Congo opposition strikes to call for Kabila to step down
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Democratic Republic of the Congo's President Joseph Kabila (2nd R) and First Lady Marie Olive Lembe attend the anniversary celebrations of Congo's independence from Belgium in Kindu, the capital of Maniema province in the Democratic Republic of Congo, in
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By Aaron Ross
KINSHASA (Reuters) - Opponents of Congolese President Joseph Kabila went on strike on Tuesday to demand that he step down when his constitutional mandate expires in December.
In the commercial center of the capital Kinshasa, home to 12 million people, rush hour seemed lighter than usual. Many shops were shuttered in the city's surrounding districts, especially opposition strongholds such as Limete.
Police fired teargas to disperse dozens of protesters from opposition leader Etienne Tshisekedi's UDPS party, who threw stones and erected barricades near the party headquarters in Limete, a Reuters witness said.
But the strike appeared to have significantly less uptake than one in February over the same issue. In the eastern city of Goma and southern mining hub of Lubumbashi, where foreign firms have big investments, residents said that activity largely carried on as usual.
"I really regret seeing our Congolese brothers and sisters open their stores," said Samuel Kazadi, a motorbike taxi driver on Kinshasa's Avenue de Commerce, where several shops had their metal doors locked.
But he added: "We are waiting for Dec. 19 ... Kabila won't stay in power. The population will be in the street every day."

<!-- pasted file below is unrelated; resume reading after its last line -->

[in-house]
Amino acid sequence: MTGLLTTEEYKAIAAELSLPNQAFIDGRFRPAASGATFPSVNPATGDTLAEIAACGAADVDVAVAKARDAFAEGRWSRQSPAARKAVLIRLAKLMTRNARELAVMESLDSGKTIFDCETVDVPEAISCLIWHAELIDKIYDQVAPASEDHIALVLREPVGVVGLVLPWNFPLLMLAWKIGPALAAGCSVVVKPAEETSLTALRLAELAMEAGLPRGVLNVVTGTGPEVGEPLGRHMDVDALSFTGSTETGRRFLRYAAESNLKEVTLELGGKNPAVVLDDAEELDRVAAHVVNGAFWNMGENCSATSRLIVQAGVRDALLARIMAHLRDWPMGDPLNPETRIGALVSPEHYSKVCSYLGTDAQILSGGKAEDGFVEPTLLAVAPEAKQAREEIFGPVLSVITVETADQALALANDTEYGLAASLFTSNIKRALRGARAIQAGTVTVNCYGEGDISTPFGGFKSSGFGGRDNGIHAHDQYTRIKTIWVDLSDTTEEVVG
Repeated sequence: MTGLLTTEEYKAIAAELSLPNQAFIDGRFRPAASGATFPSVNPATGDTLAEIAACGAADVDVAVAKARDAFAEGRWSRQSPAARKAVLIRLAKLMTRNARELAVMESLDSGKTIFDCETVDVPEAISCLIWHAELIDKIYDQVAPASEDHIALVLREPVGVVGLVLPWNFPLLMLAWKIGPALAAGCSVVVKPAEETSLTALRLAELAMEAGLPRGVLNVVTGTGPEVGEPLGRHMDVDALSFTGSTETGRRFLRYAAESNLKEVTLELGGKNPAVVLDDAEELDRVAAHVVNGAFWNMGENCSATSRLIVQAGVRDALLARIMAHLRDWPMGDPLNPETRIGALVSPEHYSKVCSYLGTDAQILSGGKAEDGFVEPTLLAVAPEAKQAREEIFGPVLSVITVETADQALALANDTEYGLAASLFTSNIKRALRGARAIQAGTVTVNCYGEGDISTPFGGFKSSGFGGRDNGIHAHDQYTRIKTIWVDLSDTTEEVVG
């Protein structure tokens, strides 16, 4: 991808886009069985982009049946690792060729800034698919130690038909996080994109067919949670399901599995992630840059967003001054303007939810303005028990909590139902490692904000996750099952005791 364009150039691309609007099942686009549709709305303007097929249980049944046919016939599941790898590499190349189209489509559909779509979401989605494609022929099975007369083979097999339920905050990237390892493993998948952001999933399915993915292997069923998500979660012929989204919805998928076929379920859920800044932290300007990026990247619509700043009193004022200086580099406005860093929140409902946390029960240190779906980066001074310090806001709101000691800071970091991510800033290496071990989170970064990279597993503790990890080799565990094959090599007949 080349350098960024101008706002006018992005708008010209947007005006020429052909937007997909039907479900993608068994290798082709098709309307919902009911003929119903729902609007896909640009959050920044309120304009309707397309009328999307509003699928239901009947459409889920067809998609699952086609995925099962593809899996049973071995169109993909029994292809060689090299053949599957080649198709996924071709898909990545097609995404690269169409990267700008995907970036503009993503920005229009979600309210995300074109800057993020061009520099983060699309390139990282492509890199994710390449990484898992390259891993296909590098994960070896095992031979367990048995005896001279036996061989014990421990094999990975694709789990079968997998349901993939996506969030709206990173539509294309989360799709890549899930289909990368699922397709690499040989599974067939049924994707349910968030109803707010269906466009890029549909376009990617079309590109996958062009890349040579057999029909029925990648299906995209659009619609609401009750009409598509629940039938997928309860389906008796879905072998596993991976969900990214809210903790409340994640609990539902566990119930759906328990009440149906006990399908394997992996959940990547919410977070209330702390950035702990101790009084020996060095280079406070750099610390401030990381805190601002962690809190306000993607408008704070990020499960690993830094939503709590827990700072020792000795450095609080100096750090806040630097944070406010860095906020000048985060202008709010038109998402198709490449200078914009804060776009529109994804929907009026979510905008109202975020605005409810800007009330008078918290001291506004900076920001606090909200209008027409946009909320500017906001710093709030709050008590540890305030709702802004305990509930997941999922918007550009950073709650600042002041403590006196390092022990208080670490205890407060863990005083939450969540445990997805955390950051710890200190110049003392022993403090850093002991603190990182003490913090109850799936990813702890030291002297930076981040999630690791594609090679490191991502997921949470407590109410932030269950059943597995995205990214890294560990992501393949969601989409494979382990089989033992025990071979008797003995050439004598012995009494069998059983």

Elections were due to be held in November, before Kabila's mandate runs out on Dec. 19, but will be delayed as authorities enroll millions of new voters.
Kabila's opponents accuse him of dragging his feet on holding the election in order to cling to power in Democratic Republic of Congo, a country that has not seen a peaceful change of government since independence from Belgium in 1960.
Western powers are leaning on him to honor the constitution, which limits a president to two terms in office, and step down. They fear political tensions could reignite a regional war in the country's mineral-rich east that killed millions of people between 1996 and 2003.
U.S. State Department spokesman Mark Toner said in a statement that Washington was monitoring the situation and was concerned "the window to reach consensus on an electoral timeline and plan for transition is narrowing".
Toner urged government and opposition leaders to try to advance a national political dialogue that began on Tuesday with Edem Kodjo, a Togolese diplomat and African Union-appointed facilitator, who is working with the parties on a timetable for the vote.
The main opposition alliance, led by Etienne Tshisekedi, is boycotting the talks, which it sees as a delaying tactic. The talks, expected to last until Saturday, are only meant to set a schedule for further talks whose aim will eventually be to set an election timetable.
In an olive branch to the opposition, the government agreed to free several democracy activists on Friday to try to ease tensions, but Tshisekedi called it insufficient.
Some opposition leaders did show up for the opening session, including Tshisekedi's former chief of staff Albert Moleka and Jean-Lucien Bussa, president of the CDER party.
"Our doors remain wide open. Today or tomorrow, they can join us at any time," Kodjo said in his opening remarks.
Kabila took power when his father was assassinated in 2001, then won his first election in 2006.
(Additional reporting by Amedee Mwarabu Kiboko and David Alexander; writing by Tim Cocks; editing by Alison Williams and G Crosse)
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